On January 27, Mozambique—a Southeastern African country—rang the bell that officially started the increase of policy rates in 2021. The low-income country’s central bank became the first in the world to raise its benchmark interest rates this year.
From the first day of 2021 till now, no other country in the world has seconded Mozambique, except Zambia. Both African countries do not just share a border, but have both struck a chord other countries in the continent could copy—despite the economic risks offered by the coronavirus pandemic.
When the Bank of Mozambique jacked up its policy rates, there was an increase of 300 basis points from 10.25 percent to 13.25 percent. Being the first time the apex bank was hiking its interest rates since 2017, the surprise move was pulled off to avert a premonited, unavoidably rough inflation.
While the country’s coronavirus cases continually rose, Mozambique and the most of Southern Africa, is also battling a range of natural disasters. Such health, economic and environment confrontations don’t exactly make things conducive enough to outfight a pandemic in a region like Africa. Nevertheless, fingers remain crossed.
The seemingly dire situation is perhaps also the reason the central bank increased the deposit lending facility and marginal lending facility rates. In December 2020, inflation in the nation dashed to a 10-month high, just as worrisome as the intense, violent, and gory clashes in the oil-rich northern parts of Mozambique.
Zambia’s inflation, on the other hand, is at a 5-year high, prompting the nation’s monetary policy committee to lift the rate from 8 percent to 8.5 percent. This development—still the latest in the fold—marks the first time the lower-middle-income increases its benchmark interest rates since November 2019.
The decision, which took 2 days of complex deliberations, could be turbocharged when the country’s central bank sees signs of the prophesied worsened inflation. In all, Zambia backtracked some of the 350 points of cuts it had as of last year, when Governor Christopher Mvunga hadn’t yet assumed apex bank office.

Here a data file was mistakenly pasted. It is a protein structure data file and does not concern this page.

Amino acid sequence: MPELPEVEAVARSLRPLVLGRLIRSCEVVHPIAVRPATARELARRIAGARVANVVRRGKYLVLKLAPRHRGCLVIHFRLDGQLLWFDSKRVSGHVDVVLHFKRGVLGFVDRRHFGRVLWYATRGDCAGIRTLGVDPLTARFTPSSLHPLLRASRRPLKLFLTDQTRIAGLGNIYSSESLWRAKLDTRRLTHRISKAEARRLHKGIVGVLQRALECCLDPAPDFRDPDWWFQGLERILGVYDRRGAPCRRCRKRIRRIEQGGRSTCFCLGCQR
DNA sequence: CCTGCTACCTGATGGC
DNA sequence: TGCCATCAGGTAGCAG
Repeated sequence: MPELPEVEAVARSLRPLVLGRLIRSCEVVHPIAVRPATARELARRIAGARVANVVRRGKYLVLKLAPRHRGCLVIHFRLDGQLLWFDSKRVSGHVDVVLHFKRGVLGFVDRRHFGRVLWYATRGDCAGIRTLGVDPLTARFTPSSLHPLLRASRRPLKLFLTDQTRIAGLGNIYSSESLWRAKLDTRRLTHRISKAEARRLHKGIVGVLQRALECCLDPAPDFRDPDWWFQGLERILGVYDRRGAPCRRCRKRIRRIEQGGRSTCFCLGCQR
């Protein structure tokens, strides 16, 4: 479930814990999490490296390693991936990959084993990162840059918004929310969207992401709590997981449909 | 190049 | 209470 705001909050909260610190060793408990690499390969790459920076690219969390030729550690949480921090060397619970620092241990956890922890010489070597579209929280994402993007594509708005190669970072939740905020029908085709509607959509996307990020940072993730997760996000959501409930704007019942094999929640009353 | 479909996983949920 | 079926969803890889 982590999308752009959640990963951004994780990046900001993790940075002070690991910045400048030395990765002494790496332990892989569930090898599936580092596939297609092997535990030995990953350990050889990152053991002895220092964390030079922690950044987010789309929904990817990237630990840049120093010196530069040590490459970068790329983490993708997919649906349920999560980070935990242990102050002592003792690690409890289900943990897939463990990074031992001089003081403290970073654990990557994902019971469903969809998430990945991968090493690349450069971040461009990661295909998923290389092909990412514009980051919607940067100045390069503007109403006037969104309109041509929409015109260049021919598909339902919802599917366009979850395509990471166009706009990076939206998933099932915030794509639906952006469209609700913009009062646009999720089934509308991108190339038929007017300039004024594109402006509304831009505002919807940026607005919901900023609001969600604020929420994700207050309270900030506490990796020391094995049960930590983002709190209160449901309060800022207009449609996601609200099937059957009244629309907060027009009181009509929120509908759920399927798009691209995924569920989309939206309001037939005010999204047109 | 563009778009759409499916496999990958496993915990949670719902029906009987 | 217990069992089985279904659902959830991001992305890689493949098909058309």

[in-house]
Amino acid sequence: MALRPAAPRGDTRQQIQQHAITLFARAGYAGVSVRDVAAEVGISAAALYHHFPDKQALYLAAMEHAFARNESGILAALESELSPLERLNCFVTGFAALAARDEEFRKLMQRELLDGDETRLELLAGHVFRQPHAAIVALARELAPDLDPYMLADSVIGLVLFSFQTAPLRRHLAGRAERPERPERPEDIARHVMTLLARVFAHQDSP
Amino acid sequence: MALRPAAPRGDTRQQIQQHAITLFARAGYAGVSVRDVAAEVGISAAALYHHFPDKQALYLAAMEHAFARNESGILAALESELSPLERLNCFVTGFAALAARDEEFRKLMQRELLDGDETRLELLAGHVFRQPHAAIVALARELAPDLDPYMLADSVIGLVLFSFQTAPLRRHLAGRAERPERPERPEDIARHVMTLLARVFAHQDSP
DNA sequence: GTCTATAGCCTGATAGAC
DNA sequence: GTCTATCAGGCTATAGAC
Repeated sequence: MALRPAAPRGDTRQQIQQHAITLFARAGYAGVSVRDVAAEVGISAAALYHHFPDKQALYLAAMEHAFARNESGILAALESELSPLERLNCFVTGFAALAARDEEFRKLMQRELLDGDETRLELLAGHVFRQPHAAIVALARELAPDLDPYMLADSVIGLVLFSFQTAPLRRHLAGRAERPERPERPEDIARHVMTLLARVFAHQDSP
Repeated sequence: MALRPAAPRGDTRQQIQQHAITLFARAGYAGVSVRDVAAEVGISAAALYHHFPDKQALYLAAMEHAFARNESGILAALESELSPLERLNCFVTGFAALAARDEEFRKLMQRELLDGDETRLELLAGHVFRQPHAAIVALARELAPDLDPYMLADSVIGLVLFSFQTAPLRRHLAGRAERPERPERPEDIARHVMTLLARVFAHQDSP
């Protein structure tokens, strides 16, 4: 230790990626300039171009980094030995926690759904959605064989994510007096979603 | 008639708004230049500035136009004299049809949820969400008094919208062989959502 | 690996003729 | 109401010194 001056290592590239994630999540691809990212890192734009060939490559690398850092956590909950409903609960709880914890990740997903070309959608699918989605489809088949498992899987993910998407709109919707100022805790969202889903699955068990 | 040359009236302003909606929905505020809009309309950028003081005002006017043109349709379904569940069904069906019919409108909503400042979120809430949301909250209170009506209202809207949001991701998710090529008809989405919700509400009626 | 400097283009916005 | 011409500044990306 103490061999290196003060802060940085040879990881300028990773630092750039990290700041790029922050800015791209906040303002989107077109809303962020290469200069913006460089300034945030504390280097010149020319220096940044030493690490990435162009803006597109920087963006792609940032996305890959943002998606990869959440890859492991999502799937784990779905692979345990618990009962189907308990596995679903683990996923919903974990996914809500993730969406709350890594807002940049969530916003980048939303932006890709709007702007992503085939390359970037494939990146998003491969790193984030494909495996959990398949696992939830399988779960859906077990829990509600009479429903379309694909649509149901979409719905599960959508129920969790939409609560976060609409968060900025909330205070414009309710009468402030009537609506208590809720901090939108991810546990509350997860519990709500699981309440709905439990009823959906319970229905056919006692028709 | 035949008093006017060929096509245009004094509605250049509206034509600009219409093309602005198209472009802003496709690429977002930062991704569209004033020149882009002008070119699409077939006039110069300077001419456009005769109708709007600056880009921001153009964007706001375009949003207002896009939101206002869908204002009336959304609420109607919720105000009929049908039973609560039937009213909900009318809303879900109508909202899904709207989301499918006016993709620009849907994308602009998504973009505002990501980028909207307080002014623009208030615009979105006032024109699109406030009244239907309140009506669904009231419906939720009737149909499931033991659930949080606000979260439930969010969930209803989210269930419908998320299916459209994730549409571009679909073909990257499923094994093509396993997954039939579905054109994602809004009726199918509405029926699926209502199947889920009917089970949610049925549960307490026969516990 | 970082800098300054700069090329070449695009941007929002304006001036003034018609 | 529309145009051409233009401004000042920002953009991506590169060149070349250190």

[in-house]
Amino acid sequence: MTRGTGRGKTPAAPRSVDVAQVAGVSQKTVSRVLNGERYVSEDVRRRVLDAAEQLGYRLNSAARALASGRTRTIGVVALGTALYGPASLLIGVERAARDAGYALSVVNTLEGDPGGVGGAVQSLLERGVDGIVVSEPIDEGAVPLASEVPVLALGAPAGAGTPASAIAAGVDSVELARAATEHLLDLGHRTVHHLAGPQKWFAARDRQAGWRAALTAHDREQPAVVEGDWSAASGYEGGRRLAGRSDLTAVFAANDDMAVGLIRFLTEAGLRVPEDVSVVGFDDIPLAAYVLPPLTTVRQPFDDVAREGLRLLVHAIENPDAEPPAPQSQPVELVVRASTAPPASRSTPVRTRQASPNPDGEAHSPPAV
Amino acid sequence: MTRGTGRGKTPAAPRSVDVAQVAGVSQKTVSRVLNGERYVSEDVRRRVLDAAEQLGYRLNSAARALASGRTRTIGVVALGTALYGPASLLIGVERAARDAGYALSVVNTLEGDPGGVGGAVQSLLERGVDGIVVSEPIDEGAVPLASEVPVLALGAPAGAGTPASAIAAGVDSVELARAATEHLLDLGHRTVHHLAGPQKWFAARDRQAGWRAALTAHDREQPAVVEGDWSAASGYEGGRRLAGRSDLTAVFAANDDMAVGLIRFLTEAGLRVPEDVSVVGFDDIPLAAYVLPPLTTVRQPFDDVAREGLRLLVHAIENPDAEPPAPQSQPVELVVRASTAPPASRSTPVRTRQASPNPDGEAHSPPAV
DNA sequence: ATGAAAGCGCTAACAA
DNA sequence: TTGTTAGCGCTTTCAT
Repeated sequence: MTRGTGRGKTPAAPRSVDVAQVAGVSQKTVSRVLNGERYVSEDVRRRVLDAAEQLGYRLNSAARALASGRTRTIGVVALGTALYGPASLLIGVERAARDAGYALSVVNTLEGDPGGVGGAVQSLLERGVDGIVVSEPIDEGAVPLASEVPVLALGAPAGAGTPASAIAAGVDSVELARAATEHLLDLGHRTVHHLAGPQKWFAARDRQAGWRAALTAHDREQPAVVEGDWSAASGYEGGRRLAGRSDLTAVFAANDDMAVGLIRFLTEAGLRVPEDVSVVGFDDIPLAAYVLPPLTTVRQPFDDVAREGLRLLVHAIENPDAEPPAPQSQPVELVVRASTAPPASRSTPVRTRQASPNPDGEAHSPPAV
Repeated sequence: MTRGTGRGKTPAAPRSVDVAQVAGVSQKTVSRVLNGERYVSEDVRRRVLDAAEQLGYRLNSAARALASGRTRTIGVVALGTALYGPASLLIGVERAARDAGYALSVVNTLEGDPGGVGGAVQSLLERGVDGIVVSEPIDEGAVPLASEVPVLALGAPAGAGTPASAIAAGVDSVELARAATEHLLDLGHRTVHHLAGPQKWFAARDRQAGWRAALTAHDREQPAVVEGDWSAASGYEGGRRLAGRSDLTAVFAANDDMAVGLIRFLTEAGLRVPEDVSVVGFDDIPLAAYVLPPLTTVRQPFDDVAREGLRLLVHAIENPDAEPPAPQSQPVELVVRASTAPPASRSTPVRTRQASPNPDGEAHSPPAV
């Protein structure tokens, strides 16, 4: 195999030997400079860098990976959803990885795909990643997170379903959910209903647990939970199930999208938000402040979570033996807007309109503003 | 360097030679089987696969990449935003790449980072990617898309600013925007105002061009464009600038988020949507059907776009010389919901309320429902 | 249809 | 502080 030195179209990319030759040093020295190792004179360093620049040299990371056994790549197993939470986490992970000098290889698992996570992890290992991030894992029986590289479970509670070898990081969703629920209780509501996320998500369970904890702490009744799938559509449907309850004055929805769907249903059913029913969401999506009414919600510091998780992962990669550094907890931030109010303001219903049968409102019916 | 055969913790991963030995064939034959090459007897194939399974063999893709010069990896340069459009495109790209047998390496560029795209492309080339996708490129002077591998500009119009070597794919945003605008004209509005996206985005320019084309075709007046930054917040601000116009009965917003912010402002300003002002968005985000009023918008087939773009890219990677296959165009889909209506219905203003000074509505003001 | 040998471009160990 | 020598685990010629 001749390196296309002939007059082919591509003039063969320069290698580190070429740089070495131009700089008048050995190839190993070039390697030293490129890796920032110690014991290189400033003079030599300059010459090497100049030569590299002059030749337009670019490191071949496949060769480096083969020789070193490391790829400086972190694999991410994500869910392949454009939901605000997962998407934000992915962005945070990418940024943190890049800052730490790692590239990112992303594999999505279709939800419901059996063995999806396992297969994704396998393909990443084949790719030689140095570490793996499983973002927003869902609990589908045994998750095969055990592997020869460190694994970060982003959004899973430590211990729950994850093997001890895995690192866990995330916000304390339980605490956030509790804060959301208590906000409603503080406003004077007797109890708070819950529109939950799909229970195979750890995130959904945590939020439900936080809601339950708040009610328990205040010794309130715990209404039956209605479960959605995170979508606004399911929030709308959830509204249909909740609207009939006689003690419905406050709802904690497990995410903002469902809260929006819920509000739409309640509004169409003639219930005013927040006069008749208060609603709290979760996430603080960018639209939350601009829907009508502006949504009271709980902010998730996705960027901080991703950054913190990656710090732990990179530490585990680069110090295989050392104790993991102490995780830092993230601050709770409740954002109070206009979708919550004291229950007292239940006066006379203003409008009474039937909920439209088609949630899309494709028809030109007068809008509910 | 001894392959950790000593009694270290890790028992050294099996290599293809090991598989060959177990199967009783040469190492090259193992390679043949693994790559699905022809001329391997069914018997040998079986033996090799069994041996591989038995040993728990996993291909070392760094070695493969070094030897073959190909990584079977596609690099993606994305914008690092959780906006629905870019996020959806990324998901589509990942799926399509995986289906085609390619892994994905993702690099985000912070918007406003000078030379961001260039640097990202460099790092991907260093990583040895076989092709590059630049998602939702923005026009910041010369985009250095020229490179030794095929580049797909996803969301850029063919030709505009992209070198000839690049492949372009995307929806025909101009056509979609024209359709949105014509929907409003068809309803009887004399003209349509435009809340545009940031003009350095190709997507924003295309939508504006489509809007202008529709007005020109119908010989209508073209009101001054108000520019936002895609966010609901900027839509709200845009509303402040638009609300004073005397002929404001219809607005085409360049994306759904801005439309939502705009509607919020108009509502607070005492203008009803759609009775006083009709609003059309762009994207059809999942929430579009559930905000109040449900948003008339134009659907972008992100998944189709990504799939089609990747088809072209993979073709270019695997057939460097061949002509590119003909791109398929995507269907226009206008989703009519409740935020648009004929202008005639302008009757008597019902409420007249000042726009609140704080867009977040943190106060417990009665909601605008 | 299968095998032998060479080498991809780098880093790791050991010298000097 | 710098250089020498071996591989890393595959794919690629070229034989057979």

“We can’t let inflation run away; neither can we stifle economic growth,” Mvunga said, explaining why the rates were hiked. “We had to get into the middle of the road of saying ‘how do we have some form of control on both sides without necessarily destroying the economy.”
Per Bloomberg forecasts, the move by the neighboring countries—first Mozambique, now Zambia—has started a trend that other Sub-Saharan African economies might follow. The persistent inflationary pressures in the region’s small to mid-sized economies are indeed real in the face of a collective coronavirus-induced recession, the first in 25 years.
In November 2020, Nigeria—Africa’s biggest economy and most populous country—has stepped into its second recession in 5 years. South Africa—the second-largest yet most industrialized economy in the continent—entered into its pre-pandemic recession for the second time in 2 years in March last year. Kenya more recently jumped on the recession train, suffering its first of such in 20 years.
Africa’s developing economies are yet to bounce back from the COVID-19 summersault, amidst a yearning for vaccines and a seemingly worrisome expectation of another coronavirus wave. According to the World Bank, there will be an economic rebound in 2021 in Sub-Saharan Africa, but mostly for the smaller, more diverse economies.
“Activity among non-resource-intensive countries, including Côte d’Ivoire, Ghana, and Senegal, will slow but not contract, helped by relatively more robust growth in the agriculture sector,” the Bank said in its Africa overview.
Hiking policy rates may be their next card to play, as even Angola—one of the continent’s largest economies—is being pressured to adjust its numbers.
If the prognostics click, Africa may see its biggest rate hike saga since 2015 when the American Federal Reserve squeezed the region’s economies with an anti-climactic interest rate escalation.
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